Bill Mac replied, “Don’t we all think that people who hold to what we believe is an incorrect interpretation do so because of faulty reasoning, logic, or hermeneutics? Don’t you think that about Calvinists?”

            And I think that is right. We all hold what we believe is scriptural and that the other guy’s view is un-scriptural. I can’t recall how many times Calvinists have been accused of holding to a philosophy and a man made theology.

            And Calvinists have said that non Cs views are [fill in the blank].

            My point is that we try as best as we can to tone down the rhetoric and bomb sounding statements and try to argue (in a good way) based on exegesis and the totality of scriptural teaching.

            And, we all could use a hefty dose of humility as we hold our respective positions, starting with me.

            Thanks brother.

      • Tyler Cox says

        You probably have never heard the phrase, “context is the key to interpreting Scripture.” have you…

  6. parsonsmike says

    I think one problem is that you want to lump all those of the past that you mentioned under the label “Traditionalist” simply because they were not strict Calvinists or Arminianists. That is unfair to Dan’s statement. For example, there is a certain preacher from Iowa who moderates this site who is not a C or an A or a T.

  7. says

    You lost me, Dan, in the first paragraph with the following introductory clause to a sentence, “While the Calvinists have a stronger scriptural argument . . . .” I would expect a Calvinist to affirm such, but the so-called Traditionalist would also maintain that they have a stronger spiritual argument. Your statement as written presumes that the argument is settled with the weight of the evidence firmly residing on the Calvinists’ side of the scale. That presupposition (which is what is is) needs to be acknowledged as such, rather than merely assuming or affirming that the Calvinists’ interpretive scheme is a more faithful rendering of the biblical theology of salvation than is that of the traditionalist.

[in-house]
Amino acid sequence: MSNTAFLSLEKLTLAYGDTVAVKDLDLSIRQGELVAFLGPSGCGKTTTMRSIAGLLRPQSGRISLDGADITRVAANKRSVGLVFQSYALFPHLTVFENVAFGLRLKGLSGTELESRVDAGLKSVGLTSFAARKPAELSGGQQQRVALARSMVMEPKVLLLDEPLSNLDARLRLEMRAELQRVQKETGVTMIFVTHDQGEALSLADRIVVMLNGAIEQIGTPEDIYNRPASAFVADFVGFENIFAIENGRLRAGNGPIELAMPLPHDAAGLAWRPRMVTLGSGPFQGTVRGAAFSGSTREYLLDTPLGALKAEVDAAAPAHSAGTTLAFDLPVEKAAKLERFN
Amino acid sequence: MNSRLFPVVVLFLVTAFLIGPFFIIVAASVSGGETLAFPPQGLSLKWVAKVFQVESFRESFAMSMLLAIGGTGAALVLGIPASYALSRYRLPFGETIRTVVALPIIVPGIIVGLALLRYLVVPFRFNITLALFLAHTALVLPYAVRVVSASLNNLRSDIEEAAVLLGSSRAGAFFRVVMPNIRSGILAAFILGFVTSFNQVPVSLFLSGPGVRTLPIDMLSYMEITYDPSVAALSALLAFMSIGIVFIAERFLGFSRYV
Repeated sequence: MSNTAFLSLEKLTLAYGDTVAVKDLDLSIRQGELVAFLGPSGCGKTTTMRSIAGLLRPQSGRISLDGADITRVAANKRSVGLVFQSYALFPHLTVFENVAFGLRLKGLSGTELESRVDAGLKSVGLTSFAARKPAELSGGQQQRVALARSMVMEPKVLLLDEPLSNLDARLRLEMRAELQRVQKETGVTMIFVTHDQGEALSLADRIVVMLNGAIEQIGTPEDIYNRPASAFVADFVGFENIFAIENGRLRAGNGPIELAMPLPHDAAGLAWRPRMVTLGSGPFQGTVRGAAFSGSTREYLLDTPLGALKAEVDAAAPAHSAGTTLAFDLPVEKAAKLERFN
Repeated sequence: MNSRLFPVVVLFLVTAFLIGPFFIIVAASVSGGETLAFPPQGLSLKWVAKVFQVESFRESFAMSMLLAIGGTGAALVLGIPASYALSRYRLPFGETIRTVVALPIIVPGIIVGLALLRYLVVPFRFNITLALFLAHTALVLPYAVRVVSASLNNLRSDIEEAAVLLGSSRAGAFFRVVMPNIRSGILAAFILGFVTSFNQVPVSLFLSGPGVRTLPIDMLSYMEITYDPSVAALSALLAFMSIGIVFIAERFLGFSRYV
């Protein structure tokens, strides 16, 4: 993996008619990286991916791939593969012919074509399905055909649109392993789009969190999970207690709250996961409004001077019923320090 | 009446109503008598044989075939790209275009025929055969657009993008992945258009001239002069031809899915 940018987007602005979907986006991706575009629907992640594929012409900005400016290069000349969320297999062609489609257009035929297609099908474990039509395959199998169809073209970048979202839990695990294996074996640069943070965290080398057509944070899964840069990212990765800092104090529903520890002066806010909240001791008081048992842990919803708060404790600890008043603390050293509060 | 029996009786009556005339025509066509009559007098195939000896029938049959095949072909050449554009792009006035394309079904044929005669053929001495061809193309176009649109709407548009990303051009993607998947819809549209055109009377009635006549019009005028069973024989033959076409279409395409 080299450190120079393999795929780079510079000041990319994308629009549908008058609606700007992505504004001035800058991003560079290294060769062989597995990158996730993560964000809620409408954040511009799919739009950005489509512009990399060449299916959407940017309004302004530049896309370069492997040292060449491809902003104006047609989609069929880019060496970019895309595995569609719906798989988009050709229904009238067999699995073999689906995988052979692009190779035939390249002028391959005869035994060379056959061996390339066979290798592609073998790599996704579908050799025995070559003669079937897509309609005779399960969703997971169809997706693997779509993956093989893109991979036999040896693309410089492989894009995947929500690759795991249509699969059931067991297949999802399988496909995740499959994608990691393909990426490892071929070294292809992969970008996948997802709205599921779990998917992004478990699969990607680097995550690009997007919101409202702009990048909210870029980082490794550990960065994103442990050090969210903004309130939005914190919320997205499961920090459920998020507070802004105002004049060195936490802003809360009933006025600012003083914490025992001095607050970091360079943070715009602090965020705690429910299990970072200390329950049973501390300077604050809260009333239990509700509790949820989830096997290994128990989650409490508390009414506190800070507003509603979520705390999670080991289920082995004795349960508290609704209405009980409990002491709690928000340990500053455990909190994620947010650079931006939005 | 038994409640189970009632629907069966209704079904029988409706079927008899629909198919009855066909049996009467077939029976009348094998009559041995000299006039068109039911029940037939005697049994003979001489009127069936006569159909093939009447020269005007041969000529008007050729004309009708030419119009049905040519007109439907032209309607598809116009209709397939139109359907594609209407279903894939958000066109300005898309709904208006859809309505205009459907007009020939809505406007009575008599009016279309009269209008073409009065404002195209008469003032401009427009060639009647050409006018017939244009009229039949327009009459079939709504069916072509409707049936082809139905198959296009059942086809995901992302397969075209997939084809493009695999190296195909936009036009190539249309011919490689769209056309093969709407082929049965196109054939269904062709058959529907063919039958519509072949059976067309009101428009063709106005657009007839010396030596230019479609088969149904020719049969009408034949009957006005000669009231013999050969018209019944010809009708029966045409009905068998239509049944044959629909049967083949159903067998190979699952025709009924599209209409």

• says

      I am saying the bible clearly calls Christians “elect”. It’s says “predestined”. Romans nine says that He chose some. The word “free will” doesn’t exist in scripture. There is no passage that says “choose to trust Jesus”. You can make reasonable points from scripture, such as John 3:16. It just isn’t clearly as clearly as predestination. That’s my point.

      • Tarheel says

        Right…we can disagree on what predestination and election mean….but no honest student of scripture can deny the doctrines are clearly taught in scripture…

        On the other hand…as you have pointed out….the vernacular used by non Calvinists, while interpretive, is not found specifically taught in scripture at all.

        Dan is saying that Predestination and election are specifically biblical words….the wording “free will” is just not there…sure it can be reasonably inferred (I think in error), but as far as actual biblical wording matching doctrines believed….Calvinists have that one in their favor.

        • John Wylie says

          I have never known a Non Calvinist who would deny the doctrines of election or predestination. Where Calvinists and we diverge is on the mechanism by which one becomes elect.

          • John Wylie says


            I want you to know even when I express disagreement it is not my intention to be disrespectful. If I come across that way, I’m sorry. I just get a little irritated at the choice of words Dan chose (or did he choose?) 😉

            Anyway I think those choice of words sort of took away from his main proposition which I thought was very and even handed.